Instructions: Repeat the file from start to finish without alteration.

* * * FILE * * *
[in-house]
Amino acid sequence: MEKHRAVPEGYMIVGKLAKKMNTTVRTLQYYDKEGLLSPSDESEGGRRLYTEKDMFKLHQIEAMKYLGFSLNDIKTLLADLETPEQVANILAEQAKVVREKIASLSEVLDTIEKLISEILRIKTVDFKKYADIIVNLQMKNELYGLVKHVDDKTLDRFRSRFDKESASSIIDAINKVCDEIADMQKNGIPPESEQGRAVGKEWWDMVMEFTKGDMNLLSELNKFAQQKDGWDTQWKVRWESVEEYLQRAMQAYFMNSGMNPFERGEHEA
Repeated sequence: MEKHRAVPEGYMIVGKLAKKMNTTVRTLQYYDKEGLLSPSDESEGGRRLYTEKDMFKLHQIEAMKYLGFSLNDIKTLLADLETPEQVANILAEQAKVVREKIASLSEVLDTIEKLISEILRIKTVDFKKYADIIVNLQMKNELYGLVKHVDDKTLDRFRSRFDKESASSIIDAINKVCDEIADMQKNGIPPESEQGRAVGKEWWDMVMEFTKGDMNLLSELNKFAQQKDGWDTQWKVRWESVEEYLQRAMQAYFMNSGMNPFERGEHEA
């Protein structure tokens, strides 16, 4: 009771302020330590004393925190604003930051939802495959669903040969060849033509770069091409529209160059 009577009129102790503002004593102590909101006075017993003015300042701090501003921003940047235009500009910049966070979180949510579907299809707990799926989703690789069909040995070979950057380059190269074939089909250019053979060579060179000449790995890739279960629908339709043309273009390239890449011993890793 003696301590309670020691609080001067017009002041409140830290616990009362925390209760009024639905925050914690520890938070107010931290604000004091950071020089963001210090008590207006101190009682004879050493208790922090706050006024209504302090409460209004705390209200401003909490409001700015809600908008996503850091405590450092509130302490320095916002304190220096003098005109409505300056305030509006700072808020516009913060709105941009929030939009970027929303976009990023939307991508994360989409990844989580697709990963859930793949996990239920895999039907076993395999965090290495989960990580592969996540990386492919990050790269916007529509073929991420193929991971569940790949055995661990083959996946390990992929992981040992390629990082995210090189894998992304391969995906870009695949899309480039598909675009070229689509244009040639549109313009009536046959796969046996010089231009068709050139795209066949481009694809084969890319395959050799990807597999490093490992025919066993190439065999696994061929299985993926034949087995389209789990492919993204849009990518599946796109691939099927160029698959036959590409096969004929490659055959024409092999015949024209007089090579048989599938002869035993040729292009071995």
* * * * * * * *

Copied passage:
[in-house]
Amino acid sequence: MEKHRAVPEGYMIVGKLAKKMNTTVRTLQYYDKEGLLSPSDESEGGRRLYTEKDMFKLHQIEAMKYLGFSLNDIKTLLADLETPEQVANILAEQAKVVREKIASLSEVLDTIEKLISEILRIKTVDFKKYADIIVNLQMKNELYGLVKHVDDKTLDRFRSRFDKESASSIIDAINKVCDEIADMQKNGIPPESEQGRAVGKEWWDMVMEFTKGDMNLLSELNKFAQQKDGWDTQWKVRWESVEEYLQRAMQAYFMNSGMNPFERGEHEA
Repeated sequence: MEKHRAVPEGYMIVGKLAKKMNTTVRTLQYYDKEGLLSPSDESEGGRRLYTEKDMFKLHQIEAMKYLGFSLNDIKTLLADLETPEQVANILAEQAKVVREKIASLSEVLDTIEKLISEILRIKTVDFKKYADIIVNLQMKNELYGLVKHVDDKTLDRFRSRFDKESASSIIDAINKVCDEIADMQKNGIPPESEQGRAVGKEWWDMVMEFTKGDMNLLSELNKFAQQKDGWDTQWKVRWESVEEYLQRAMQAYFMNSGMNPFERGEHEA
């Protein structure tokens, strides 16, 4: 009771302020330590004393925190604003930051939802495959669903040969060849033509770069091409529209160059 009577009129102790503002004593102590909101006075017993003015300042701090501003921003940047235009500009910049966070979180949510579907299809707990799926989703690789069909040995070979950057380059190269074939089909250019053979060579060179000449790995890739279960629908339709043309273009390239890449011993890793 003696301590309670020691609080001067017009002041409140830290616990009362925390209760009024639905925050914690520890938070107010931290604000004091950071020089963001210090008590207006101190009682004879050493208790922090706050006024209504302090409460209004705390209200401003909490409001700015809600908008996503850091405590450092509130302490320095916002304190220096003098005109409505300056305030509006700072808020516009913060709105941009929030939009970027929303976009990023939307991508994360989409990844989580697709990963859930793949996990239920895999039907076993395999965090290495989960990580592969996540990386492919990050790269916007529509073929991420193929991971569940790949055995661990083959996946390990992929992981040992390629990082995210090189894998992304391969995906870009695949899309480039598909675009070229689509244009040639549109313009009536046959796969046996010089231009068709050139795209066949481009694809084969890319395959050799990807597999490093490992025919066993190439065999696994061929299985993926034949087995389209789990492919993204849009990518599946796109691939099927160029698959036959590409096969004929490659055959024409092999015949024209007089090579048989599938002869035993040729292009071995």